New York (Fox News, November 27, 2011): Fox News features the stories of two formerly incarcerated persons who now have productive jobs in their communities. The story mentions the importance of employment in reducing recidivism. Click here to watch the clip.
Lancaster:Seven members of the Offender Workforce Development Specialist (OWDS) team of the Lancaster County Re-Entry Management Organization completed their training in October and were recognized by the Lancaster County Commissioners at the meeting of the Board of County Commissioners on Wednesday, November 16, 2011.
OWDS is a national initiative from the National Institute of Corrections that promotes skill development and collaboration to improve employment outcomes, including job retention, for those re-entering the community from jails and prisons. The effort will result in lower recidivism, higher rates of employment, savings to taxpayers, and a reduction in the costs of incarceration.
Members of the Team underwent 180 hours of training to obtain this certification and they were among the first in Pennsylvania to be awarded the nationally-recognized OWDS credential. Team members include...
This Lancaster team will now bring what they have learned back to Lancaster County by offering trainings for other Lancaster County professionals who work with offenders and ex-offenders. These trainings will cover essential skills and best practices to assist people coming out of prison to find employment.
Washington, DC: Recently, the National Reentry Resource Center offered a series of fact sheets called Myth Busters to clarify existing federal policies that affect formerly incarcerated individuals and their families. Click here for a downloadable copy of the series of Myth Buster; click here for the latest Reentry in Brief.
Each year, more than 700,000 individuals are released from state and federal prisons. Another 9 million cycle through local jails. When reentry fails, the social and economic costs are high -- more crime, more victims, more family distress, and more pressure on already-strained state and municipal budgets. Because reentry intersects with health and housing, education and employment, family, faith, and community well-being, many federal agencies are focusing on initiatives for the reentry population.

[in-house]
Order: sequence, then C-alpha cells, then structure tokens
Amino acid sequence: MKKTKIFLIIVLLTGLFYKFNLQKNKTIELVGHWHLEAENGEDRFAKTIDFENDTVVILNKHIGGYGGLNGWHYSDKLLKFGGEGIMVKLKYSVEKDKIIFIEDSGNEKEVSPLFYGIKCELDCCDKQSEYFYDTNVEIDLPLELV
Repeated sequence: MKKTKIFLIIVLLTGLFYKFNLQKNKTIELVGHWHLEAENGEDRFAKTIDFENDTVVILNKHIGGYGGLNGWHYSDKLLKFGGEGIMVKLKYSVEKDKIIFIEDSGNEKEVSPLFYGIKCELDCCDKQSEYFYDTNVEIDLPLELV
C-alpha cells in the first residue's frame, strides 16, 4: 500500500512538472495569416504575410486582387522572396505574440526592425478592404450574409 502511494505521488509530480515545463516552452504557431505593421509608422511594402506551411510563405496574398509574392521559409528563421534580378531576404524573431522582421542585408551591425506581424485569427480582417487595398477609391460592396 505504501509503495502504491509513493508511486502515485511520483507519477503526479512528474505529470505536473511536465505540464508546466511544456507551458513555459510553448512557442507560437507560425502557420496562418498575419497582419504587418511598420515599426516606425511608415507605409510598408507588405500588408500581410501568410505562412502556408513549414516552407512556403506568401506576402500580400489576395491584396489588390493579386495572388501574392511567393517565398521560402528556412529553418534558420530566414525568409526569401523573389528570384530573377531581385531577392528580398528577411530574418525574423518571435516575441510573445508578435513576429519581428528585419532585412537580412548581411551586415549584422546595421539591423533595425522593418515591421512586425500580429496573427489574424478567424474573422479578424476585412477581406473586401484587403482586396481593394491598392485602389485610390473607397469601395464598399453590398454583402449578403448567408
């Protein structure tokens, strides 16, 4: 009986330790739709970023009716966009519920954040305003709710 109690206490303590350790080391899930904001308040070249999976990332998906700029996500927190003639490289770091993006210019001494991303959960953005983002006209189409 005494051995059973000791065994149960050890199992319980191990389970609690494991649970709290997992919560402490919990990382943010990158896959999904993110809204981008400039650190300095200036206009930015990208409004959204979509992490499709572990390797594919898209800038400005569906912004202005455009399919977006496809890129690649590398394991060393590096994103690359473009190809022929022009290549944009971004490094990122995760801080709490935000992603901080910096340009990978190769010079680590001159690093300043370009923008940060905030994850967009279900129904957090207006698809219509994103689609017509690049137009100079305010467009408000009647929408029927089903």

Under the auspices of the Cabinet-level interagency Reentry Council, federal agencies are working together to enhance community safety and wellbeing, assist those returning from prison and jail in becoming productive citizens, and save taxpayer dollars by lowering the direct and collateral costs of incarceration. For more information about the Reentry Council, click here.
Russell Nichols, Governing, April 14, 2011:
It's just not fair, is it?
Somebody commits a crime, goes to prison, then gets out of prison, only to go back faster than you can spell recidivism. And you're paying for it. Big time.
According to the Pew Center on the States, more than four in 10 offenders return to prison within three years, and across the country, the rate of this revolving door has been fairly consistent - even though prison spending has spiked to $52 billion a year.
About 43 percent of prisoners released in 2004, and 45 percent of those released in 1999 were back behind bars within three years for committing a new crime or violating terms of their supervised release, according to state corrections data.
The Pew study - one of the most comprehensive reports of its kind - comes at a crucial time with states locked up in budget bedlam. This data gives policymakers evidence that goes beyond anecdotal, and forces them to face the math. As they crunch numbers (or more accurately, argue about crunching numbers), they can ask critical questions: What's working? What's not working? Can a strategic shift in state corrections systems lead to financial freedom?
The Lookout, March 23, 2011: In 2008, Johnny Magee, who is developmentally disabled, was laid off from his landscaping job in Livermore, California, thanks to government budget cuts. He applied for a new position as a garden center attendant at a nearby Lowe's Home Improvement store. Despite his prior experience, Magee wasn't hired. Why? A background check had turned up a 1999 misdemeanor conviction, stemming from an incident in which he unknowingly picked up a package for his uncle that contained drugs. Later that year, Magee's conviction was dismissed-but that was too late for him to get the job at Lowe's.
Sixty-five million Americans-or one in four adults-have a criminal record. But employers-including major companies like Bank of America, Omni Hotel, and Domino's Pizza-routinely post job ads on Craigslist that explicitly exclude such applicants, according to a new report conducted by the National Employment Law Center (NELP), a labor-affiliated advocacy group.
The practice appears in some cases to be against the law, and at a time of record long-term joblessness, advocates for the poor say it places yet another obstacle in front of people like Magee, who are working to get their life back on track. In addition, there's widespread agreement that helping those with criminal records to find stable employment is crucial for preventing recidivism and preventing future crime. Indeed, that's the reason that the government runs programs designed to make it easier for ex-offenders to find work.